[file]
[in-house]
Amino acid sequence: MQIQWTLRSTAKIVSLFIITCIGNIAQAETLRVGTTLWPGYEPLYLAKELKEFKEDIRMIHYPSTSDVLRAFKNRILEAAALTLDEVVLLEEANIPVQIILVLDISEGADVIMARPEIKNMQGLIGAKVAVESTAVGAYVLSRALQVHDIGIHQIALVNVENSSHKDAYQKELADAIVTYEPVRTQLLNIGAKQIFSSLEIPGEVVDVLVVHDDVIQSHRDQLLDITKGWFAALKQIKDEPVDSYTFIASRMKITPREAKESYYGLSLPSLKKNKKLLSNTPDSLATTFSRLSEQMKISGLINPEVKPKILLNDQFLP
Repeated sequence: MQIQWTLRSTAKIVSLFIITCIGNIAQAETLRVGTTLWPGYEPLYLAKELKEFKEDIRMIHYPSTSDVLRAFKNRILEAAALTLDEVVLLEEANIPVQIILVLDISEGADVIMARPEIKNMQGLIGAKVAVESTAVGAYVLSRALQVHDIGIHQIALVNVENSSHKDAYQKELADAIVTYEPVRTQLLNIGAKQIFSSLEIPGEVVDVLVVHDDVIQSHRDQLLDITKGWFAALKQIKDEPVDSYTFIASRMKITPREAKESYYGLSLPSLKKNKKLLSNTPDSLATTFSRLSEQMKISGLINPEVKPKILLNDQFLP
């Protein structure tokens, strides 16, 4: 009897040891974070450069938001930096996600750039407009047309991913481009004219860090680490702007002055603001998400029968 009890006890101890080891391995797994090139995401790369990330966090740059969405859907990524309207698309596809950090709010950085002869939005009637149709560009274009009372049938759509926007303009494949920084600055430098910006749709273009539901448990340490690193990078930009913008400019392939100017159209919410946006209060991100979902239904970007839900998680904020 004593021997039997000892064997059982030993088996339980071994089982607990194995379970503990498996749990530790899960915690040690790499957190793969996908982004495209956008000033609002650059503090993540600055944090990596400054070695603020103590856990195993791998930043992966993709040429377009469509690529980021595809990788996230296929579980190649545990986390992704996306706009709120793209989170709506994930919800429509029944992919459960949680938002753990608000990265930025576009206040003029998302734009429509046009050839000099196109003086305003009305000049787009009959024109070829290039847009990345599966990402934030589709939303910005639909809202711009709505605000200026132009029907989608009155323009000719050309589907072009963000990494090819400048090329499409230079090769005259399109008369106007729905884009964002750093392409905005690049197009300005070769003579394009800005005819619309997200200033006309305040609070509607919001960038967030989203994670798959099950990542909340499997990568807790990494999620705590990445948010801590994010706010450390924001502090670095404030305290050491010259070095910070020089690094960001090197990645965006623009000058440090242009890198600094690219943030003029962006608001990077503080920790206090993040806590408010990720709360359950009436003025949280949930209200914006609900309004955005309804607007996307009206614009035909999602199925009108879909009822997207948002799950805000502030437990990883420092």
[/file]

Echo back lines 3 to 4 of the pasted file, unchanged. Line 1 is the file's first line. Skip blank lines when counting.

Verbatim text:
Repeated sequence: MQIQWTLRSTAKIVSLFIITCIGNIAQAETLRVGTTLWPGYEPLYLAKELKEFKEDIRMIHYPSTSDVLRAFKNRILEAAALTLDEVVLLEEANIPVQIILVLDISEGADVIMARPEIKNMQGLIGAKVAVESTAVGAYVLSRALQVHDIGIHQIALVNVENSSHKDAYQKELADAIVTYEPVRTQLLNIGAKQIFSSLEIPGEVVDVLVVHDDVIQSHRDQLLDITKGWFAALKQIKDEPVDSYTFIASRMKITPREAKESYYGLSLPSLKKNKKLLSNTPDSLATTFSRLSEQMKISGLINPEVKPKILLNDQFLP
């Protein structure tokens, strides 16, 4: 009897040891974070450069938001930096996600750039407009047309991913481009004219860090680490702007002055603001998400029968 009890006890101890080891391995797994090139995401790369990330966090740059969405859907990524309207698309596809950090709010950085002869939005009637149709560009274009009372049938759509926007303009494949920084600055430098910006749709273009539901448990340490690193990078930009913008400019392939100017159209919410946006209060991100979902239904970007839900998680904020 004593021997039997000892064997059982030993088996339980071994089982607990194995379970503990498996749990530790899960915690040690790499957190793969996908982004495209956008000033609002650059503090993540600055944090990596400054070695603020103590856990195993791998930043992966993709040429377009469509690529980021595809990788996230296929579980190649545990986390992704996306706009709120793209989170709506994930919800429509029944992919459960949680938002753990608000990265930025576009206040003029998302734009429509046009050839000099196109003086305003009305000049787009009959024109070829290039847009990345599966990402934030589709939303910005639909809202711009709505605000200026132009029907989608009155323009000719050309589907072009963000990494090819400048090329499409230079090769005259399109008369106007729905884009964002750093392409905005690049197009300005070769003579394009800005005819619309997200200033006309305040609070509607919001960038967030989203994670798959099950990542909340499997990568807790990494999620705590990445948010801590994010706010450390924001502090670095404030305290050491010259070095910070020089690094960001090197990645965006623009000058440090242009890198600094690219943030003029962006608001990077503080920790206090993040806590408010990720709360359950009436003025949280949930209200914006609900309004955005309804607007996307009206614009035909999602199925009108879909009822997207948002799950805000502030437990990883420092």